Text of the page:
Jon Bellion - Human Condition Part III

Jon Bellion

When Jon Bellion was a kid growing up on Long Island his mom ruled the car stereo. As moms in possession of the car keys do. Luckily, Mama Bellion had a taste for classic radio and young Jon grew up absorbing the sounds of Elton John, Paul Simon, Hall & Oates, and Billy Joel — engaging melody makers whose literate songwriting spoke to the concerns and uncertainties of their generation. Later on in high school, Bellion discovered his own cast of melody-minded singer-songwriters, particularly Death Cab for Cutie’s Ben Gibbard, Mumford & Sons’ Marcus Mumford, and Band of Horses’ Ben Bridwell — thoughtful, next gen troubadours with a knack for turning complicated emotions into indelible tunes.

Bellion’s love for pop melody and thoughtful lyricism is palpable on the songs he has meticulously written, recorded, and self-produced for his debut album The Human Condition, due from Capitol Records later this year. The album also reflects Bellion’s love for hip-hop, especially innovative artist-musician-producers like J Dilla, Kanye West, Pharrell Williams, and Timbaland. When Bellion was 10, his older brother brought home a Triton keyboard. Fascinated, Bellion began making beats and transferring them to cassettes that he sold to his classmates, using the proceeds to pay for better equipment.

That kid grew up to be a relentless perfectionist who ensures that every lyric and melody he writes and every beat he makes are deliberate. You can hear the obsession with his craft on The Human Condition, which is also the work of a remarkably versatile artist who can offer up everything from shimmering synth-pop on “All Time Low,” to funk-ified dance-R&B on “Guillotine,” to epic, EDM-meets-acoustic balladry on “Maybe IDK,” to driving, old-school hip hop on “New York Soul (Part ii)” (which finds Bellion showing off his skillful rapping). The music is a mash-up of styles and impossible to categorize, but it all converges in a grandiosely ambitious sound that also manages to be highly accessible — an effect Bellion likens to a Pixar movie.

“When I want to get inspired, I'll put a Pixar movie on silent and listen to Nas,” Bellion says. “So I’ll have ‘New York State of Mind’ blaring over these beautiful images from Finding Nemo. I feel like that's my sound, in a way. Or like if J Dilla scored a Pixar movie. The music has a relatable message delivered in an accessible package, but it’s sonically complex and artistically driven. I think that’s what Pixar’s movies do and that’s what my heroes have done.”

An excitably passionate person who describes himself as strong in his faith, Bellion has chosen to get his message out through music and letting others see his vulnerability. “Sometimes I feel drawn to writing about my shortcomings because I'm chock full of them,” he says. “We live in an age where a lot of things are fake. We're not as happy as our Instagrams and Twitters make us out to be. So I feel like it's my job to let people know that it's okay to mess up and be human — that’s why I’m calling the album The Human Condition. If I can show people how vulnerable and how flawed I am, maybe others will relate.”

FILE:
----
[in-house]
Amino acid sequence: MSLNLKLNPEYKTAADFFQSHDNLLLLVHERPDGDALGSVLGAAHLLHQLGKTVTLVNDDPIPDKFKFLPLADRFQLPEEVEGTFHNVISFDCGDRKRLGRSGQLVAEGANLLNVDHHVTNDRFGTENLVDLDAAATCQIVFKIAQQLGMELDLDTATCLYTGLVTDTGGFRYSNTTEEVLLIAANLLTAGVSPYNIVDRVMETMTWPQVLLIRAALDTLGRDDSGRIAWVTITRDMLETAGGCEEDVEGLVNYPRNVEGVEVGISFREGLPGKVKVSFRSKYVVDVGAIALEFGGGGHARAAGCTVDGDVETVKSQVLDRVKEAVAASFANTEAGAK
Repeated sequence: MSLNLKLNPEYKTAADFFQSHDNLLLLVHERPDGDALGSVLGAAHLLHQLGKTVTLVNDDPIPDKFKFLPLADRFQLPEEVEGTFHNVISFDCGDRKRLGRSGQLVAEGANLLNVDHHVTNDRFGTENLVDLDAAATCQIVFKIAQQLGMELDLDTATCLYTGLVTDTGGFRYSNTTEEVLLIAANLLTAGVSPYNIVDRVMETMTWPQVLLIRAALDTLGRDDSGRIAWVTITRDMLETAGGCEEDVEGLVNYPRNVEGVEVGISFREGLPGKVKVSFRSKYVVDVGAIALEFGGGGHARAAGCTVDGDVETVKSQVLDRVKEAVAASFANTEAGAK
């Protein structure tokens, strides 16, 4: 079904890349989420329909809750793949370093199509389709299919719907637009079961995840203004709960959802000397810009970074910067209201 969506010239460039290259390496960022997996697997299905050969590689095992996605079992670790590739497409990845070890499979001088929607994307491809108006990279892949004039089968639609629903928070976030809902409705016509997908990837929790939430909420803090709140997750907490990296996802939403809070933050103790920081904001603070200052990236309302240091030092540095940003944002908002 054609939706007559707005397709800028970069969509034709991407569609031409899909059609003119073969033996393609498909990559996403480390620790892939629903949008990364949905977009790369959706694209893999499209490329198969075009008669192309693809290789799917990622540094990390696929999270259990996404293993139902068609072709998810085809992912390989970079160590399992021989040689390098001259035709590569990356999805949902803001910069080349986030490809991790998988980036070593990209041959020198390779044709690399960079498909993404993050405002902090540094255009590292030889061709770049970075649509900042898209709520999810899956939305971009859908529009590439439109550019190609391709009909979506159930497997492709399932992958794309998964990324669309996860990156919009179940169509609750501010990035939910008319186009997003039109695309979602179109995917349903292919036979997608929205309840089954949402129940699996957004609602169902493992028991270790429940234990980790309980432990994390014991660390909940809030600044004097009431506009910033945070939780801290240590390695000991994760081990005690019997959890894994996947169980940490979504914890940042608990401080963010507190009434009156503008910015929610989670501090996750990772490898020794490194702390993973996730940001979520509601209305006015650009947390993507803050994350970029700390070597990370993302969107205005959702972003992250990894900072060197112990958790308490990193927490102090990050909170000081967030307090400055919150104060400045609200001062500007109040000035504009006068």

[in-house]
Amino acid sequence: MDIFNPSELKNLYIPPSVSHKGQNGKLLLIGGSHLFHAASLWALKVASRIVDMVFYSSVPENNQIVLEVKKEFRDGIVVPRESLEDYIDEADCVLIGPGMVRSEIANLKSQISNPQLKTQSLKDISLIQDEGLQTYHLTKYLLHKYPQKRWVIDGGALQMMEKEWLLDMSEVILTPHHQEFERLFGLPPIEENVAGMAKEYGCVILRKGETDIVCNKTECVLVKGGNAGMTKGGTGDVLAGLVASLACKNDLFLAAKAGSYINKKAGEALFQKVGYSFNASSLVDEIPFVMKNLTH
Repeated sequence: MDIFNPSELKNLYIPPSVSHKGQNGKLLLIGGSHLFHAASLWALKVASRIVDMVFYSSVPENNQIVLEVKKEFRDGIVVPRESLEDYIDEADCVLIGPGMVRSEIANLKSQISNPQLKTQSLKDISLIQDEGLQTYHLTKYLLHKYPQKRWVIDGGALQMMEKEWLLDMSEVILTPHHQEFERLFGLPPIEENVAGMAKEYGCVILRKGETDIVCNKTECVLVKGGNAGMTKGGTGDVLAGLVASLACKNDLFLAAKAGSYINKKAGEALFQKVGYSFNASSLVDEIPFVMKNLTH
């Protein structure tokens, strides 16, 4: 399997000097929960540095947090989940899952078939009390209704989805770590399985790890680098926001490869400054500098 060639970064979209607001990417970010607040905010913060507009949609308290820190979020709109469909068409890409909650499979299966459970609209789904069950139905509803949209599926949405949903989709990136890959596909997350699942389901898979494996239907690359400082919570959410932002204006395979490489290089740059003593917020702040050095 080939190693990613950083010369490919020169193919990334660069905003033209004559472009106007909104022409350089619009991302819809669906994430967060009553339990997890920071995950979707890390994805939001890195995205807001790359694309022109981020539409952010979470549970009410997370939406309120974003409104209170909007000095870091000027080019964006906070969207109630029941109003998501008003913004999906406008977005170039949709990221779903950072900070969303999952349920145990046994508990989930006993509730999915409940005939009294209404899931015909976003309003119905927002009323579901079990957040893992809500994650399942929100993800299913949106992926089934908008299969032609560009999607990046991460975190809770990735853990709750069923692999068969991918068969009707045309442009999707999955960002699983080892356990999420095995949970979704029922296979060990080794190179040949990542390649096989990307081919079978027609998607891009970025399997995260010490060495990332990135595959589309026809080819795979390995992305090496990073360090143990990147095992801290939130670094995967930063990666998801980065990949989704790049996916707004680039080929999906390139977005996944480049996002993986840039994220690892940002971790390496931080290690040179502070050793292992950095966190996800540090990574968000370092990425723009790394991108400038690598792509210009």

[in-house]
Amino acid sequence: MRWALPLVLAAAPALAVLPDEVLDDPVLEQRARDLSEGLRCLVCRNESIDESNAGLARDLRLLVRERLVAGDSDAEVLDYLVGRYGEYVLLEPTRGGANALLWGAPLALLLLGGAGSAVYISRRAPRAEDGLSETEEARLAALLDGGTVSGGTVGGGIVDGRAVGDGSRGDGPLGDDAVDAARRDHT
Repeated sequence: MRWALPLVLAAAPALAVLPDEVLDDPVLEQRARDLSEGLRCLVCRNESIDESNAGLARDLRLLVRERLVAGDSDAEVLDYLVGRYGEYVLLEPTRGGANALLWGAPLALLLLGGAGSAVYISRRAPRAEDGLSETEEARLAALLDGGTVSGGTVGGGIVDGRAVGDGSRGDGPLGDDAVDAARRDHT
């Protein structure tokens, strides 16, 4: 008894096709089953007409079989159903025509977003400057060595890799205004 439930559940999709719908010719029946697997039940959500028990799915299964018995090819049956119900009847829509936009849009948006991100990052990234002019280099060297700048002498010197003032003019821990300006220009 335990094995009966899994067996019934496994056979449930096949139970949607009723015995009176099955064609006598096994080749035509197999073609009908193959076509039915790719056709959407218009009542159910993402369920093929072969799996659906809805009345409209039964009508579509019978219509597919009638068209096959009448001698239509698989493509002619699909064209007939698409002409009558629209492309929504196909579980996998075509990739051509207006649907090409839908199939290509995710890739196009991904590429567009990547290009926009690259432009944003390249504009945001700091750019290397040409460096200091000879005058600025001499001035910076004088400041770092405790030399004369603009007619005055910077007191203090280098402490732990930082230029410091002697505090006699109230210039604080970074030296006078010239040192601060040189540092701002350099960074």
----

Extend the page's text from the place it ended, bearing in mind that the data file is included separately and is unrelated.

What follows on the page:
Music has always served as an emotional outlet for Bellion. After falling in love with singer-songwriters as a kid, and learning how to craft his own beats, he took classes in audio engineering and music business at Five Towns College on Long Island, which is where he developed his love for hip-hop. “That's when my style kind of really got its burst,” he says. “It was this mixture of being raised on Death Cab but then also being heavily influenced by Dilla and Neptunes and all that.” Already adept as a singer and producer, Bellion first tried rapping in college — “because everyone was always battling and free-styling” — and by the time he quit school he was able to experiment with many different styles. Eventually he got a phone call from songwriter/music publisher Kara DioGuardi, who had heard a mixtape Bellion had made with another Five Towns alum and wanted to sign him. DioGuardi asked Bellion if he wanted to be an artist or do a publishing deal. “I decided to do a publishing deal so I could get better at songwriting and she put me in rooms with incredible songwriters,” Bellion says.

Those sessions yielded two major commercial hits, Eminem’s Grammy Award-winning track “The Monster” (featuring Rihanna) and Jason Derulo’s “Trumpets,” which Bellion also produced. With those tracks as a stepping stone, Bellion has built a sizeable grassroots fan base as an artist all on his own over the past few years, releasing three albums of original songs free on the Internet, including 2014's The Definition, and completing two sold-out national headlining tours of the U.S. “All Time Low” led Bellion to be named Spotify's Emerge artist of 2014 and the song topped Billboard's Emerging Artists chart. Recently, Bellion was featured on Zedd's "Beautiful Now" and B.o.B's "Violence.”

Now Bellion is gearing up for the release of The Human Condition, which he hopes will lead even more fans of well-crafted, genre-defying music to his message. “I want to inspire people to just go create,” he says. “If someone hears my album or sees the cover and is impressed by the amount of time and creativity that went into it, maybe it will motivate them to go change the world. I might not change the world, but maybe I can influence someone who is going to one day. I just want to be a piece of the puzzle. Maybe I can be a catalyst for something positive.”

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